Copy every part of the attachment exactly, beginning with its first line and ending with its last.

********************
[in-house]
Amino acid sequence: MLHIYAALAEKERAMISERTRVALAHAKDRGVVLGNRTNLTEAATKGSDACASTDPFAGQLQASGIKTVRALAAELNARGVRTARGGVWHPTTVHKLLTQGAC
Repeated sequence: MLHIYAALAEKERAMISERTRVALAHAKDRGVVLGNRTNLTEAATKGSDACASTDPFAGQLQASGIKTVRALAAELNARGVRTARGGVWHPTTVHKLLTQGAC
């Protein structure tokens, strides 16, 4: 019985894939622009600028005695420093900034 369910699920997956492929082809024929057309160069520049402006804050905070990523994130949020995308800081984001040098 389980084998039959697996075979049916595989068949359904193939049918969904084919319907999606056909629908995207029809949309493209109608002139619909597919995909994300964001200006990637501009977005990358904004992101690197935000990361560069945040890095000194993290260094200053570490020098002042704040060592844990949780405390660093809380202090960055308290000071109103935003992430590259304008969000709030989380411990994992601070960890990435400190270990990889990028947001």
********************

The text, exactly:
[in-house]
Amino acid sequence: MLHIYAALAEKERAMISERTRVALAHAKDRGVVLGNRTNLTEAATKGSDACASTDPFAGQLQASGIKTVRALAAELNARGVRTARGGVWHPTTVHKLLTQGAC
Repeated sequence: MLHIYAALAEKERAMISERTRVALAHAKDRGVVLGNRTNLTEAATKGSDACASTDPFAGQLQASGIKTVRALAAELNARGVRTARGGVWHPTTVHKLLTQGAC
């Protein structure tokens, strides 16, 4: 019985894939622009600028005695420093900034 369910699920997956492929082809024929057309160069520049402006804050905070990523994130949020995308800081984001040098 389980084998039959697996075979049916595989068949359904193939049918969904084919319907999606056909629908995207029809949309493209109608002139619909597919995909994300964001200006990637501009977005990358904004992101690197935000990361560069945040890095000194993290260094200053570490020098002042704040060592844990949780405390660093809380202090960055308290000071109103935003992430590259304008969000709030989380411990994992601070960890990435400190270990990889990028947001």